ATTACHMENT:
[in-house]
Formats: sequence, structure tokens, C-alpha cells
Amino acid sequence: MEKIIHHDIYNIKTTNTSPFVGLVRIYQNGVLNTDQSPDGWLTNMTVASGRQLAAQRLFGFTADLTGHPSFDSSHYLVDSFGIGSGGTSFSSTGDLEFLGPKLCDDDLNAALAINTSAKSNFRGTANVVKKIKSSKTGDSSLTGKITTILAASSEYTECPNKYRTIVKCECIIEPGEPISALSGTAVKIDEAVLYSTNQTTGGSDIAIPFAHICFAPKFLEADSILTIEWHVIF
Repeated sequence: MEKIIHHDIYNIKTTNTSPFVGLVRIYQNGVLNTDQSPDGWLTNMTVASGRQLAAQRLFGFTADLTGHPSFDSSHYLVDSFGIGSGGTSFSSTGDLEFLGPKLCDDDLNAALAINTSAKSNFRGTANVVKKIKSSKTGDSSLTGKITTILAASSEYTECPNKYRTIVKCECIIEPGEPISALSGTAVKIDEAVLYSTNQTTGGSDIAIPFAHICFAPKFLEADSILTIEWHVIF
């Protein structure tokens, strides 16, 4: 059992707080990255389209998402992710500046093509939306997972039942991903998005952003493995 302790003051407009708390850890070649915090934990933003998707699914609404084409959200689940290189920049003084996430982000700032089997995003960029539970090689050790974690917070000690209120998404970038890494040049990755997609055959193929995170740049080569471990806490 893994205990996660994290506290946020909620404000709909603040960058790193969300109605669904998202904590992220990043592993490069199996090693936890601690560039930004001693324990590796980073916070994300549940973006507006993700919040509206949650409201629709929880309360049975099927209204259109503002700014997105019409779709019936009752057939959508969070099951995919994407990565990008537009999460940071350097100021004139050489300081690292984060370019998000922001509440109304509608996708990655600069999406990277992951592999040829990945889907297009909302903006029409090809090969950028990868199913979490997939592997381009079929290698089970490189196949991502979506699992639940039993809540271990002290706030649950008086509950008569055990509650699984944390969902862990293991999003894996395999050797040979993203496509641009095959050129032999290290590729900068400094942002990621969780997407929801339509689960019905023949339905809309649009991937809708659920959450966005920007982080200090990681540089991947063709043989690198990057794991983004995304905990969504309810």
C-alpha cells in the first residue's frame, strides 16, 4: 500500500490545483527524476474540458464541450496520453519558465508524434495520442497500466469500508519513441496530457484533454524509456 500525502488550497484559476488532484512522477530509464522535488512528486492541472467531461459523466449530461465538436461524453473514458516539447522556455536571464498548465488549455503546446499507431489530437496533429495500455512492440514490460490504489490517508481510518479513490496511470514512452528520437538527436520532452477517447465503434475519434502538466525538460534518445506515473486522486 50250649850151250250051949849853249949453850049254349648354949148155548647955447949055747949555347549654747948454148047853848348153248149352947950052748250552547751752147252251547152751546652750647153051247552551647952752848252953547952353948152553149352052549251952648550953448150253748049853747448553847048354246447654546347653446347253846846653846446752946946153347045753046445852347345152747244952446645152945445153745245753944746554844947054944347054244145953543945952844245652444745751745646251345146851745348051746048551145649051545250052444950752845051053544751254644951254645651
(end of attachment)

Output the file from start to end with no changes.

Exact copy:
[in-house]
Formats: sequence, structure tokens, C-alpha cells
Amino acid sequence: MEKIIHHDIYNIKTTNTSPFVGLVRIYQNGVLNTDQSPDGWLTNMTVASGRQLAAQRLFGFTADLTGHPSFDSSHYLVDSFGIGSGGTSFSSTGDLEFLGPKLCDDDLNAALAINTSAKSNFRGTANVVKKIKSSKTGDSSLTGKITTILAASSEYTECPNKYRTIVKCECIIEPGEPISALSGTAVKIDEAVLYSTNQTTGGSDIAIPFAHICFAPKFLEADSILTIEWHVIF
Repeated sequence: MEKIIHHDIYNIKTTNTSPFVGLVRIYQNGVLNTDQSPDGWLTNMTVASGRQLAAQRLFGFTADLTGHPSFDSSHYLVDSFGIGSGGTSFSSTGDLEFLGPKLCDDDLNAALAINTSAKSNFRGTANVVKKIKSSKTGDSSLTGKITTILAASSEYTECPNKYRTIVKCECIIEPGEPISALSGTAVKIDEAVLYSTNQTTGGSDIAIPFAHICFAPKFLEADSILTIEWHVIF
């Protein structure tokens, strides 16, 4: 059992707080990255389209998402992710500046093509939306997972039942991903998005952003493995 302790003051407009708390850890070649915090934990933003998707699914609404084409959200689940290189920049003084996430982000700032089997995003960029539970090689050790974690917070000690209120998404970038890494040049990755997609055959193929995170740049080569471990806490 893994205990996660994290506290946020909620404000709909603040960058790193969300109605669904998202904590992220990043592993490069199996090693936890601690560039930004001693324990590796980073916070994300549940973006507006993700919040509206949650409201629709929880309360049975099927209204259109503002700014997105019409779709019936009752057939959508969070099951995919994407990565990008537009999460940071350097100021004139050489300081690292984060370019998000922001509440109304509608996708990655600069999406990277992951592999040829990945889907297009909302903006029409090809090969950028990868199913979490997939592997381009079929290698089970490189196949991502979506699992639940039993809540271990002290706030649950008086509950008569055990509650699984944390969902862990293991999003894996395999050797040979993203496509641009095959050129032999290290590729900068400094942002990621969780997407929801339509689960019905023949339905809309649009991937809708659920959450966005920007982080200090990681540089991947063709043989690198990057794991983004995304905990969504309810």
C-alpha cells in the first residue's frame, strides 16, 4: 500500500490545483527524476474540458464541450496520453519558465508524434495520442497500466469500508519513441496530457484533454524509456 500525502488550497484559476488532484512522477530509464522535488512528486492541472467531461459523466449530461465538436461524453473514458516539447522556455536571464498548465488549455503546446499507431489530437496533429495500455512492440514490460490504489490517508481510518479513490496511470514512452528520437538527436520532452477517447465503434475519434502538466525538460534518445506515473486522486 50250649850151250250051949849853249949453850049254349648354949148155548647955447949055747949555347549654747948454148047853848348153248149352947950052748250552547751752147252251547152751546652750647153051247552551647952752848252953547952353948152553149352052549251952648550953448150253748049853747448553847048354246447654546347653446347253846846653846446752946946153347045753046445852347345152747244952446645152945445153745245753944746554844947054944347054244145953543945952844245652444745751745646251345146851745348051746048551145649051545250052444950752845051053544751254644951254645651